It seems like the easy way out. It isn't.

Every few years it seems, somebody -- usually a politician, occasionally a writer -- will come up with the notion that the United States should abolish the penny. It makes sense at first. After all, what can you buy with a penny? Pretty much, um, nothing. It seems like forever since I've even seen bubblegum machines offering their wares for a penny.

And, of course, because nobody uses the penny, and they pile up so quickly when you're given change, they end up infesting empty jelly jars, the tops of dressers, the insides of sofas and other random places.

The latest buzz that the penny should be dropped apparently started from this New Yorker article, which was titled, "Penny Dreadful," with the subhead: They're horrid and useless. Why do pennies persist?

I have to admit, the author makes some good points. I couldn't help but be impressed when David Owen wrote, "During the past thirty years, the U.S. Mint has produced something like half a trillion coins, most of them cents, yet the Mint estimates that only about three hundred billion coins are currently in circulation. This estimate is probably high, since it includes coins that haven't budged from their coffee cans in years." So, what's the big deal? Well, Owen concludes, "Pocket change leaks from the economy the way air leaks from a balloon, and most of what leaks is pennies."

Ah, ha. The penny is responsible for our current economy...But all I can think is that if the penny disappeared, it would be something of a tax. After all, if someone is selling hamburgers, and they conclude that they can make a pretty good profit by selling them for $1.57, they're almost certainly going to round up the number to $1.60. Owen admits that this is what a lot of critics say, and he dismisses it by noting that it is, when you think about it, just a matter of pennies, and given that many Americans happily give up 8% of their money when feeding their coins -- most of them pennies -- they probably aren't going to quibble over a few cents. And I wouldn't, if we were just talking about my hamburger, but we're also talking about my electric bill, my water bill, my mortgage, the groceries my wife bought today, the gas I filled up my car with today -- that's a lot of extra pennies I'm likely to lose -- every day.

Sure, eventually we'd get used to it. The half-cent, Owen points out, hasn't been around since 1857, and I suspect there aren't too many of us who miss it.

This is an argument that's been going on for years, of course. William Safire wrote about it for The New York Times in 2004, coming down in favor of getting rid of the penny. The Los Angeles Times had a story about the mint considering getting rid of the penny in 1976 (you can click on it and see the headline, but you have to pay for the entire article). I suppose eventually it's inevitable that the penny may go, but then what's next? The nickel? The New Yorker alludes to that possibility and even jokes that while we're at it, get rid of the dime. It's dizzying, and if nothing else, think about Coinstar, the coin counting company -- are we really going to eliminate the penny and thus eliminate an entire business? Oh, sure, the founder's plenty rich, but what about his descendants? You want them shivering out on the street?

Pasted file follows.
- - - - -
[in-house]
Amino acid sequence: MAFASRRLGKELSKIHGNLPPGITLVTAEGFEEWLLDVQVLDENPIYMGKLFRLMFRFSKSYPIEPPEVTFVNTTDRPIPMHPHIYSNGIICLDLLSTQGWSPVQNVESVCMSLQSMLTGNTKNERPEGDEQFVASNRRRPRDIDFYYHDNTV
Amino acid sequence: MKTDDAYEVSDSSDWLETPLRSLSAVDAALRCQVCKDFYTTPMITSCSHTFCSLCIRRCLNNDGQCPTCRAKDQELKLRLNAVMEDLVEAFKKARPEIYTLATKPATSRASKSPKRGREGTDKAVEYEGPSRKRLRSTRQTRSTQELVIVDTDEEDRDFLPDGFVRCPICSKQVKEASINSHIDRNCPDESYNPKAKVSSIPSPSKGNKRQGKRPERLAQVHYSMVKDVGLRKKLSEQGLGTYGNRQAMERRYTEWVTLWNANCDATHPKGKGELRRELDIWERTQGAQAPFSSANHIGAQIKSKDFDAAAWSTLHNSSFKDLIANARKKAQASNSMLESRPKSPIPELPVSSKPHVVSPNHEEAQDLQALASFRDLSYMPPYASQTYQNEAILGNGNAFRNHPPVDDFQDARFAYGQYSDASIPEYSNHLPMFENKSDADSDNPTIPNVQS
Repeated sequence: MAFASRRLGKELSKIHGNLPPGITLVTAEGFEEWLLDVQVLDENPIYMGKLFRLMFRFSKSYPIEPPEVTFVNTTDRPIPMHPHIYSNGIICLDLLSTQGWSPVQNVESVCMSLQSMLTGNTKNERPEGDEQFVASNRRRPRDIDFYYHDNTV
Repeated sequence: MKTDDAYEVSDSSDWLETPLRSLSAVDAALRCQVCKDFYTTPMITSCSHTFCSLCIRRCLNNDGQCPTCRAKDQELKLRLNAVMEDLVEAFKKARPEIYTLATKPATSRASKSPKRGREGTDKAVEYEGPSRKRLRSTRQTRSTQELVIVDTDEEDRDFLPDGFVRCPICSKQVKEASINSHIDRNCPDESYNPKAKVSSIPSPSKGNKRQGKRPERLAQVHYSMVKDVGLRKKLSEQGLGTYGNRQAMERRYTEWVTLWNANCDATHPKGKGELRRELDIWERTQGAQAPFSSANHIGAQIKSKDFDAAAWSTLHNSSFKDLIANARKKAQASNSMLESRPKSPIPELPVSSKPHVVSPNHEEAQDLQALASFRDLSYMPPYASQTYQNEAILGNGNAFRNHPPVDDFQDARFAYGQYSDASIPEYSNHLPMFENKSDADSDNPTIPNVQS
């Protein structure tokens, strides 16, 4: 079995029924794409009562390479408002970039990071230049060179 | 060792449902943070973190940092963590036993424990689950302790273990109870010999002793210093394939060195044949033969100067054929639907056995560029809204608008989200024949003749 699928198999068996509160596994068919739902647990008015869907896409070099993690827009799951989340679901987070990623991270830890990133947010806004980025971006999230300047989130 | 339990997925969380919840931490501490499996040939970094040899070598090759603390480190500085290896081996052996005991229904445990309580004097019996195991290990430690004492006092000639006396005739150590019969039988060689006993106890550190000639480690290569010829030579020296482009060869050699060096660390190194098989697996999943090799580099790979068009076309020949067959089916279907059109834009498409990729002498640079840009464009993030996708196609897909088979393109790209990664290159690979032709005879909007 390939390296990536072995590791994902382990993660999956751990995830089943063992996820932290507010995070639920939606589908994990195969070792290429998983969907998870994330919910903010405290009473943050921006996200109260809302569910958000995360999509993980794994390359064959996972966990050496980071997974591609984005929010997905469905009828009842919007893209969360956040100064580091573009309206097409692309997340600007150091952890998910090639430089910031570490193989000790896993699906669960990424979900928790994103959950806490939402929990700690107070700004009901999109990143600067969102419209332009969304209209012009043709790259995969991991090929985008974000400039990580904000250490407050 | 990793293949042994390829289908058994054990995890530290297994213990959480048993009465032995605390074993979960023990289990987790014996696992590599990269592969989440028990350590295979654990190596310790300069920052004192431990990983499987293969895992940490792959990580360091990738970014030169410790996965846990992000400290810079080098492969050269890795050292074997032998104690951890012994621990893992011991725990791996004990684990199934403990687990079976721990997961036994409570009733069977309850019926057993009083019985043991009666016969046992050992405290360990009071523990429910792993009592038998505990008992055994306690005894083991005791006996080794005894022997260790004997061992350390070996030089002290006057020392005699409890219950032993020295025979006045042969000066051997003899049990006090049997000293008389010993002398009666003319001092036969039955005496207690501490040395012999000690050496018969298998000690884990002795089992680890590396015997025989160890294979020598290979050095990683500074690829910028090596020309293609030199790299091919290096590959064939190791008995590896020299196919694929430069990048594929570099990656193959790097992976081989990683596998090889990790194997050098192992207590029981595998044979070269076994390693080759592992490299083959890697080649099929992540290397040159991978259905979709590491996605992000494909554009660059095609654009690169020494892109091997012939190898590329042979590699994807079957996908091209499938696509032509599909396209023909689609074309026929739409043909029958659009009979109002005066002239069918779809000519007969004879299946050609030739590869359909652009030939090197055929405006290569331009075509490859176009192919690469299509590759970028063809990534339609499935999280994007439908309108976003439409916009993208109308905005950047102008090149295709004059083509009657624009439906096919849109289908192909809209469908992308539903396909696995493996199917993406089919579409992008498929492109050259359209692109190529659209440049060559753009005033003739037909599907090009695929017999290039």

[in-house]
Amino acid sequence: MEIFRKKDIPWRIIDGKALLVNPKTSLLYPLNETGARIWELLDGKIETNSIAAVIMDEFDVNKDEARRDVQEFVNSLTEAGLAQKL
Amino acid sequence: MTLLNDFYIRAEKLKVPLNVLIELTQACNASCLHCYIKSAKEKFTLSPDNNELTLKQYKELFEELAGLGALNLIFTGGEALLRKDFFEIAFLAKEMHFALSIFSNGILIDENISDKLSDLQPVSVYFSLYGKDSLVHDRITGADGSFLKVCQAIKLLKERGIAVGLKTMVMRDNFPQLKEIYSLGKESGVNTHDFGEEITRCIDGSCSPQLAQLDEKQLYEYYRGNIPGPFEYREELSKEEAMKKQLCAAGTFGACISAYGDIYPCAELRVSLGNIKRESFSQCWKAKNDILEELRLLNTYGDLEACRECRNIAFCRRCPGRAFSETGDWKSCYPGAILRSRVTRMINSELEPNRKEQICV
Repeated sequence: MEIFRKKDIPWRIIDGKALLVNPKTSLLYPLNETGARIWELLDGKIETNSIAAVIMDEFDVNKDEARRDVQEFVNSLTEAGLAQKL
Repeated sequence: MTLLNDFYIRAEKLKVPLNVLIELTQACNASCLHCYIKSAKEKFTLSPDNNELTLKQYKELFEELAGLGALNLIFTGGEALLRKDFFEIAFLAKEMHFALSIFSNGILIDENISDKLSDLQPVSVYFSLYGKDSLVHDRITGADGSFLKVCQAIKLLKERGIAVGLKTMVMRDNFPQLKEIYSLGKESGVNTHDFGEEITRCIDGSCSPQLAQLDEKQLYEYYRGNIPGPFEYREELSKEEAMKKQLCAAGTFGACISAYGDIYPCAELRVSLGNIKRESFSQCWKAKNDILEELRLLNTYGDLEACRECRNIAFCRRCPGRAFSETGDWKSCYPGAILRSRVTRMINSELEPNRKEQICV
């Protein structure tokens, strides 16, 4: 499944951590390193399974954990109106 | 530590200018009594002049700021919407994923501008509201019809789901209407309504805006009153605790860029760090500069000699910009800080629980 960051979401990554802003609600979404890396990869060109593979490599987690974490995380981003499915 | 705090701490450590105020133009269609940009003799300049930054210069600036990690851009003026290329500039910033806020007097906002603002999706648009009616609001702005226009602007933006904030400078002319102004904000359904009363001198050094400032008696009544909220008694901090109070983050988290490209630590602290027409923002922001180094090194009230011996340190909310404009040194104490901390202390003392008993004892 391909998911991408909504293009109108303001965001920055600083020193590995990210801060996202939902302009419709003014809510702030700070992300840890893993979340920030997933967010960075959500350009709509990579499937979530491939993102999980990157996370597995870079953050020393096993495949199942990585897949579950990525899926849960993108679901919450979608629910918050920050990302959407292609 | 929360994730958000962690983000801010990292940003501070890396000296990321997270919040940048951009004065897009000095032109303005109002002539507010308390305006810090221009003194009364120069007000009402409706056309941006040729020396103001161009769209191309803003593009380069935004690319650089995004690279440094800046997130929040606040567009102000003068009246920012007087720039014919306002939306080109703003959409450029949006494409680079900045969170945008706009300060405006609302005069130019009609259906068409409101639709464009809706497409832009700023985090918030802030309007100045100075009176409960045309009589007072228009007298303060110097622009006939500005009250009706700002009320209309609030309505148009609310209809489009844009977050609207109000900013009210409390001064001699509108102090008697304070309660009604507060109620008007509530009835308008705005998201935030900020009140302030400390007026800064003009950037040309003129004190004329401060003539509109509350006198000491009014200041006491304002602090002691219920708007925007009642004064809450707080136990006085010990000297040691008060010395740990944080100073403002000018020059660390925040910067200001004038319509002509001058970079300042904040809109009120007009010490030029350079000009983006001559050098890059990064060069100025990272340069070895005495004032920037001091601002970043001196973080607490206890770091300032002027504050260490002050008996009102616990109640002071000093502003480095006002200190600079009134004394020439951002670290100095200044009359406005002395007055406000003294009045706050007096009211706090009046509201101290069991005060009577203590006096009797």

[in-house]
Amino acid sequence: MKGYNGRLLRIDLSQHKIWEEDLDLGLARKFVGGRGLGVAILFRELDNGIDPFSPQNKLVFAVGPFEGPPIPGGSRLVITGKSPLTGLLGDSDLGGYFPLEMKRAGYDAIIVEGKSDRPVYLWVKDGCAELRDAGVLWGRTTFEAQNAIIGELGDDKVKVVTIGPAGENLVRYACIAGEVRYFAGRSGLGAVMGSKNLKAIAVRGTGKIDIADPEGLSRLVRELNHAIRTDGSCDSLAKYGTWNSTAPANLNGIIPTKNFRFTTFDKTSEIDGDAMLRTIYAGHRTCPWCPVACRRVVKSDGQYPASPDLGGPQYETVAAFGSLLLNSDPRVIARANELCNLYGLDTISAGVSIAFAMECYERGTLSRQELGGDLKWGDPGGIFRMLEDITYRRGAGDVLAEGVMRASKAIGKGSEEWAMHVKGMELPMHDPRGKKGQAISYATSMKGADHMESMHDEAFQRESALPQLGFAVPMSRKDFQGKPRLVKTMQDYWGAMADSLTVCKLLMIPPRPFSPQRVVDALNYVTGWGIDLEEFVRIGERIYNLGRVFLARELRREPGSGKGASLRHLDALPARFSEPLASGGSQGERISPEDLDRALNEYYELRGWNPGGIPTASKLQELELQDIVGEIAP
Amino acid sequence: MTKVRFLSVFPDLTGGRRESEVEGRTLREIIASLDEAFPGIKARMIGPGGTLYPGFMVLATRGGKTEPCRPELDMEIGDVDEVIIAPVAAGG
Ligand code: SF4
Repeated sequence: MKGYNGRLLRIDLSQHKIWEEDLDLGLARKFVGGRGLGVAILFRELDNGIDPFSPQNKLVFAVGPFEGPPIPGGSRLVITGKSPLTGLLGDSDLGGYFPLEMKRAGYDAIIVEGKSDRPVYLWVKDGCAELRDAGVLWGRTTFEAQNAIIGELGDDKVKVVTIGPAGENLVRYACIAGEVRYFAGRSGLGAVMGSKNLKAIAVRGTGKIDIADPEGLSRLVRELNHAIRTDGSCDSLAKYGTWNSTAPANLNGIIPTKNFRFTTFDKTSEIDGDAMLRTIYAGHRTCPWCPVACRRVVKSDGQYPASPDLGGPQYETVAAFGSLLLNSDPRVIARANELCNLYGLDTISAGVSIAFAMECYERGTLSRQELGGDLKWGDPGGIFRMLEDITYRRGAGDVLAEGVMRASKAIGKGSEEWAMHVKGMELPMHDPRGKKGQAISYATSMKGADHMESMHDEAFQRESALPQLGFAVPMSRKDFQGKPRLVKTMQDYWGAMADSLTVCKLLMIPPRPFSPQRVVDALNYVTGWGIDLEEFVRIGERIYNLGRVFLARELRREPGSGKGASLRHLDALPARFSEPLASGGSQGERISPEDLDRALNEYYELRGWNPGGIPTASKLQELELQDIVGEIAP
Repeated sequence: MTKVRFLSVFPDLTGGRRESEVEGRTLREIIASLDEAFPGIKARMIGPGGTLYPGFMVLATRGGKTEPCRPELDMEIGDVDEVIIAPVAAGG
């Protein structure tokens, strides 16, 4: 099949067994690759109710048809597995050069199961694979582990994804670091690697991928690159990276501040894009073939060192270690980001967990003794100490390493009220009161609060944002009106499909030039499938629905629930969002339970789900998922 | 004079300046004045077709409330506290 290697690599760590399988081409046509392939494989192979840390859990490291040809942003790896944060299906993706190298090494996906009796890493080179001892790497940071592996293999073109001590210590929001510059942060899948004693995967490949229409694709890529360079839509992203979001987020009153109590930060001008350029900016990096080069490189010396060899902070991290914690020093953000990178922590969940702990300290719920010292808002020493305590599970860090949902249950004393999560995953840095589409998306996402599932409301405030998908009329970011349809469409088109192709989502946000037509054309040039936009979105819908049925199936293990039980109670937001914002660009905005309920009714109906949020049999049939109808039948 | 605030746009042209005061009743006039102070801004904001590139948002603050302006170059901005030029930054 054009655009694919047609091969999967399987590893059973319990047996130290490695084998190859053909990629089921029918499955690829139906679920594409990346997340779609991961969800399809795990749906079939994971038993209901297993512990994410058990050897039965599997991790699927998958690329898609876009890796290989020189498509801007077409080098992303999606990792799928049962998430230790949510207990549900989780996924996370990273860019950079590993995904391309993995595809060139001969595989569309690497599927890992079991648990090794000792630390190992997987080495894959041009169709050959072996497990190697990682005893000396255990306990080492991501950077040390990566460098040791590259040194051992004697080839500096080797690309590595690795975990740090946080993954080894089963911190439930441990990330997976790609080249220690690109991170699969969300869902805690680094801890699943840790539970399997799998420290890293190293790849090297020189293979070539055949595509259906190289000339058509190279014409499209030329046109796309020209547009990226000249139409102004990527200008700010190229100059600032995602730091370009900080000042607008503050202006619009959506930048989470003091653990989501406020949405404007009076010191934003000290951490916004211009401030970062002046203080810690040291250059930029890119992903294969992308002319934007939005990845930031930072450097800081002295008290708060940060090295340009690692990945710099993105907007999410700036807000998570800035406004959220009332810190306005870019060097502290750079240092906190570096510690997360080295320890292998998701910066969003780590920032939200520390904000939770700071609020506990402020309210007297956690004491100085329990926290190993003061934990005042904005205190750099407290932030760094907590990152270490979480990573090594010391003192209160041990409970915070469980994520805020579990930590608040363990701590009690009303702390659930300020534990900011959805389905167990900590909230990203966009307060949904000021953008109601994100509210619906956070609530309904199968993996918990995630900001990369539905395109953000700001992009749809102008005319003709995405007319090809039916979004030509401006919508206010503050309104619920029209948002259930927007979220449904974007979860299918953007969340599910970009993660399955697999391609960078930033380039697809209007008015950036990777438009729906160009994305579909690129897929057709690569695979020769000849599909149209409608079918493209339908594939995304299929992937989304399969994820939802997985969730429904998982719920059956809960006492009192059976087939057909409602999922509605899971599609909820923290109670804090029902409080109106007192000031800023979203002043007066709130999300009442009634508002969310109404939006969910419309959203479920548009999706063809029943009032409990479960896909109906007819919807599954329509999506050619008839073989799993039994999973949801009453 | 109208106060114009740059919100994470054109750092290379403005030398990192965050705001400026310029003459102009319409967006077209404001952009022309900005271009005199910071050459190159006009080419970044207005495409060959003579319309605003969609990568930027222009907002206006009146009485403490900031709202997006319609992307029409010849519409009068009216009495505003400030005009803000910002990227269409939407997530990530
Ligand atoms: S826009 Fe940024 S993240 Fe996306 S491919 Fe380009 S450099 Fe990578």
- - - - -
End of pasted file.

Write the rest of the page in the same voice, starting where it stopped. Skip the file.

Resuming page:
OK, not a strong enough point that would get me points in a debating competition. I'm getting a little emotional here. But look at it this way -- think of all those sales where small businesses promote a product as being just 99 cents, or just $19.99, or just $1999.99. They all do it, because they know that we Americans, always looking for a bargain, are going to say, "Wow, that's just under a dollar," or, "Wow, that's not even $20," and so on. We get rid of the penny, and those sales tactics are gone.

Of course, one could argue that businesses, in order to get us excited about a sale, will lower their prices to 95 cents, $19.95 and $1999.95, which would end up saving the customer four cents. Maybe. But all that would do for me is remind me that our penny is no more.

Still, that's also not a great argument, is it? Well, what about this? The expression, "that's just my two cents," will eventually cease to exist. Think about it. We'll keep saying it for awhile, but in 20 or 30 years, when we're talking to the younger generations, we'll say something like, "That's just my two cents," and there will be a blank look. "Two cents? What's that?" And what if that younger person is your boss? And suddenly your younger boss thinks you're no longer hip, and you're fired. You ever think of that, David Owens or William Safire? I thought not!

OK, maybe after my fear of a tax round-up, my arguments aren't rock solid. Maybe I am a nostalgic freak and hate the idea of no longer finding a penny on the sidewalk, with the Lincoln side up, and saying, "Heads -- that's good luck." But I don't care. There's something priceless about the penny, even if it's only as a counting tool for kindergarten kids learning how to count money. Please, if the Secretary of the Treasury happens to be reading this, don't change my change.

Geoff Williams is a business journalist and the author of C.C. Pyle's Amazing Foot Race: The True Story of the 1928 Coast-to-Coast Run Across America (Rodale).

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